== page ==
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Ranking the Virtual Console Sonic The Hedgehog Games

Ranking the Virtual Console Sonic The Hedgehog Games

Every so often I want to go back to a game I haven’t played in a while. I don’t think any title fits that criteria more than old Sonic games. Always looking for any reason to play as the blue blur and his buddies, I decided to check out what was available on the Nintendo eShop - turns out there’s a number of them!

I figured there must be people checking them out without the knowledge I have of the franchise. I’ve played every Sonic game barring the Wii-exclusive ones, after all - yes, even SegaSonic Cosmo Fighter, the only shoot’em up that I’ve been any good at, because it was literally aimed at children.

So without further ado, here are the best Sonic the Hedgehog games available on Nintendo’s Virtual Console for the 3DS. Curiously, they are all Game Gear titles.

8: Sonic Drift 2

Released internationally (unlike Sonic Drift) in 1995, this racing game lets you play as Sonic, Tails, Knuckles, Amy, Knack, Metal Sonic and Robotnik, in three modes.

There’s not really a plot involved…

With dodgy controls and an inability to drive at speed and see the road ahead concurrently, I’m not surprised they waited until the SEGA Saturn to release another racing game… It’s awful, and I’m not just saying that as someone who doesn’t particularly enjoy racing games.

7: Sonic Labyrinth

From 1995, this pseudo-2.5D puzzle/platformer is viewed from an isometric viewpoint, and sees you collecting three keys in three acts before being pitted against the zone’s boss. It looks more like the Mega Drive’s Sonic 3D Blast than Sonic Blast does.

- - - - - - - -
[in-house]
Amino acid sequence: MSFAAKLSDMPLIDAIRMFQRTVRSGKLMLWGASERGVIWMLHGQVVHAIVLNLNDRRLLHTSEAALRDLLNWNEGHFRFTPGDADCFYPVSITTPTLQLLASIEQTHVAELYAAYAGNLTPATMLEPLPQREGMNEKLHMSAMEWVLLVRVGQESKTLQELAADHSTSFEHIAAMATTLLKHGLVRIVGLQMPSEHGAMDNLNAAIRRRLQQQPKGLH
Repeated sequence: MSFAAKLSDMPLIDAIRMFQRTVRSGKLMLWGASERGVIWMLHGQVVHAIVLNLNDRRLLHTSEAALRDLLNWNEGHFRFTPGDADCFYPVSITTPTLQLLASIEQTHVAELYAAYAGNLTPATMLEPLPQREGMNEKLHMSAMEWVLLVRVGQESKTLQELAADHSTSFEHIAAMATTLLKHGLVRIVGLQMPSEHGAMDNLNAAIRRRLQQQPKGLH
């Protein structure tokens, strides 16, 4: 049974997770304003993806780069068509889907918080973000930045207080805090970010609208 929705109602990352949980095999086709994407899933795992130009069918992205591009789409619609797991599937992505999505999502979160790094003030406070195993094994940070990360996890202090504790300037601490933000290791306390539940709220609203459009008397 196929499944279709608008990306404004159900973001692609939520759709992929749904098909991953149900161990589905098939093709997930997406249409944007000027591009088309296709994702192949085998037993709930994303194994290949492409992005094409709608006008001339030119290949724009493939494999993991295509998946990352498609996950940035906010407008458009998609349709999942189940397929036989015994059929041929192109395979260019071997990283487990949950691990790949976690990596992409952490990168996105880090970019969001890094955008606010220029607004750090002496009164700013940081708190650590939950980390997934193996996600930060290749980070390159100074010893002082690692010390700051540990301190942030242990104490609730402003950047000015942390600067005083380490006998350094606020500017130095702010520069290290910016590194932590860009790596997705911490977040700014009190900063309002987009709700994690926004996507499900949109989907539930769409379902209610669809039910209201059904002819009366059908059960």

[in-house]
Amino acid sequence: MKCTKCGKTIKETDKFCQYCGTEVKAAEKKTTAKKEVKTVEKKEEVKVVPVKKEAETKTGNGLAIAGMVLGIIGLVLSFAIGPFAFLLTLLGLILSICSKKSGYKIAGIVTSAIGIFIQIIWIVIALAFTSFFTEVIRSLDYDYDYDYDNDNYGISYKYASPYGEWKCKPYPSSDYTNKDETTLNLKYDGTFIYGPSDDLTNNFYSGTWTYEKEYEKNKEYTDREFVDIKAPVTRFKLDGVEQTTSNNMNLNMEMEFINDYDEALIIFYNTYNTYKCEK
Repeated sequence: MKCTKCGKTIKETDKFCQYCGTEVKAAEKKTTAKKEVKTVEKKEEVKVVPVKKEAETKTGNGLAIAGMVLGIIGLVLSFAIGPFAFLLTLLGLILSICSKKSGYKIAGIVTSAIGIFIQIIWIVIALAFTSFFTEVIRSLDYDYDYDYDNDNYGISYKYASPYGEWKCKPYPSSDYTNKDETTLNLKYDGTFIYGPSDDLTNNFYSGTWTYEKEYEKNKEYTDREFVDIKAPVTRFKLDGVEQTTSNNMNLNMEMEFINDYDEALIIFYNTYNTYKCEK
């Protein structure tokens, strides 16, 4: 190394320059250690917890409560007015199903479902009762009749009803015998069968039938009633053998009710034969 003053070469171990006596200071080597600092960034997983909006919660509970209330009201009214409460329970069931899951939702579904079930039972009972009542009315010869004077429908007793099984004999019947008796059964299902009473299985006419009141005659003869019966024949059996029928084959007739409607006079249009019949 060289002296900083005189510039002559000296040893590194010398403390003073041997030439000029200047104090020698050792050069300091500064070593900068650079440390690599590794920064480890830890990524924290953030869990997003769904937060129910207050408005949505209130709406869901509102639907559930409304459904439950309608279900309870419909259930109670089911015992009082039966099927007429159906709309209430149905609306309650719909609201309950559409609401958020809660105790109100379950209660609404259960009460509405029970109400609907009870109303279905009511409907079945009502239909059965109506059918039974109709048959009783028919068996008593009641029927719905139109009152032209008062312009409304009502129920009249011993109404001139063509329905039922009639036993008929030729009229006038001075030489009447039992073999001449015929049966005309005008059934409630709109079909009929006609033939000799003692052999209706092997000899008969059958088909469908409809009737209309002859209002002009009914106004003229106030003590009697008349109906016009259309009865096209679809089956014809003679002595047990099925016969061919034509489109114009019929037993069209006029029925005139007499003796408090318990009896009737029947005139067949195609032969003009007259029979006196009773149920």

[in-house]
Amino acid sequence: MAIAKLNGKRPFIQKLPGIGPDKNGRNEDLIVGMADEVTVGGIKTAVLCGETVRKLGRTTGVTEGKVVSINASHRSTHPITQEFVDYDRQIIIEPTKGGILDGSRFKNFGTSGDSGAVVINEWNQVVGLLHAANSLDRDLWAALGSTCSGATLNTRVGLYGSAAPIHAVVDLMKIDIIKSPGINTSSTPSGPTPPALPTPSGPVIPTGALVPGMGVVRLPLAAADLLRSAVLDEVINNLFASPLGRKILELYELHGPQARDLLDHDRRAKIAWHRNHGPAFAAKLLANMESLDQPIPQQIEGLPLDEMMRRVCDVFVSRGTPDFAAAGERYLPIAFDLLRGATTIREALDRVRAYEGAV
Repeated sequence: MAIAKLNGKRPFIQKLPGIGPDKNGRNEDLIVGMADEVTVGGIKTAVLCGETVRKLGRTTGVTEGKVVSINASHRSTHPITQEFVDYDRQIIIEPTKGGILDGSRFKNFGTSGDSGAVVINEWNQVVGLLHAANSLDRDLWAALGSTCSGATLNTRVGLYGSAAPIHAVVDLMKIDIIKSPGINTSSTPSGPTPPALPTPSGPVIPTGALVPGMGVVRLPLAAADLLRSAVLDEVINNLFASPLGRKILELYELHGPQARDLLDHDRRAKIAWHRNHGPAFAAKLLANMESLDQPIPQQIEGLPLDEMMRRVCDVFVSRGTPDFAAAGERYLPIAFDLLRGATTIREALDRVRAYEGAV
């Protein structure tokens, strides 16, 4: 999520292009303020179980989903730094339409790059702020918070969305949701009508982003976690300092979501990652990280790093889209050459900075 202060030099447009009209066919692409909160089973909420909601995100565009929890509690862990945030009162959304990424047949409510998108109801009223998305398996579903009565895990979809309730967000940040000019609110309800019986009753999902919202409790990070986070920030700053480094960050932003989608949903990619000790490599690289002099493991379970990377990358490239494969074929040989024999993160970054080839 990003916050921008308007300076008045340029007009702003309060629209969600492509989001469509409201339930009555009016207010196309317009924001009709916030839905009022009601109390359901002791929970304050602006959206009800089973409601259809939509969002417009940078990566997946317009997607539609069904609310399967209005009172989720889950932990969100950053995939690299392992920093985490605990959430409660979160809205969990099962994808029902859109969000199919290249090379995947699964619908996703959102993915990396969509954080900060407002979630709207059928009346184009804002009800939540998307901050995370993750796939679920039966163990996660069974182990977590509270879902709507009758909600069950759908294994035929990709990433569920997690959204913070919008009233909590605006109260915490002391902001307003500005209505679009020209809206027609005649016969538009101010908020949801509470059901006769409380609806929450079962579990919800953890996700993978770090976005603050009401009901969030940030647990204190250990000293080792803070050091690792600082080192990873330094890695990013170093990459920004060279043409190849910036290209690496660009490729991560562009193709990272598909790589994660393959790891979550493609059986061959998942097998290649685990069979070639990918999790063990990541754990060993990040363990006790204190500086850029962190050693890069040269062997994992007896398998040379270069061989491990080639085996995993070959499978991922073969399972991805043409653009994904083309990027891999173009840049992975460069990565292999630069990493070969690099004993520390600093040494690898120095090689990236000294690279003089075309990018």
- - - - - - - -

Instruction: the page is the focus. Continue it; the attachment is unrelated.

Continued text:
After Robotnik manages to trick Sonic into wearing Slow-Down Boots instead of his normal sneakers, the hedgehog has to enter the Super Labyrinth and find the Chaos Emeralds to get them off.

There are only four zones, with four acts each, making this the fewest levels in a Sonic platformer. It’s also the slowest moving, as the previous paragraph explains - Sonic can’t run. He can, however, spin dash his spiky little heart out. It’s an interesting idea, making you have to spin dash everywhere and wind up bouncing off of all of the walls, bumpers, traps and badniks. However, it’s not enough to elevate it to greatness.

6: Dr. Robotnik's Mean Bean Machine

This 1993 puzzle game was basically just Puyo Puyo, but for an international audience. It was based on the Adventures of Sonic the Hedgehog cartoon, as opposed to the videogame franchise.

Robotnik is rounding up the jolly folk of Beanville, and turning them into robots - their only hope is you (no, not Sonic). Grouping them up into four or more of the same colour allows them to escape, so match as many as you can and defeat the badniks - and Robotnik himself!

I used to be pretty good at Tetris. Unfortunately, I’ve always been awful at Puyo Puyo which obviously translates to my prowess at Mean Bean Machine. It’s difficult, and I had trouble beating even the first level in a timely manner, plus Sonic doesn’t even appear in the game! It’s the most un-Sonic-like thing on this list.

5: Tails Adventure

Curiously, a platformer RPG from 1995, which sees you playing as Tails. He can jump and fly but not spin or damage enemies by jumping - however, he can throw bombs, or drop them if he’s flying.

Whilst Tails is taking a well deserved holiday on Tails Island, an airship decides to invade, and it’s up to the two-tailed fox to put a stop to it.

This was a marked divergence from the other titles developed by Aspect Co. Ltd (four of which are on this list!), due to being a lot slower pace, being Tails-oriented and being a roleplaying game. It also had 12 stages, making it the biggest title on this list. However, due to this being a list of the best Sonic games, those count against it. It’s certainly an interesting game in its own right, with the ability to equip different weapons and some levels require a vehicle, but it’s not a fast-paced platformer.

4: Sonic Blast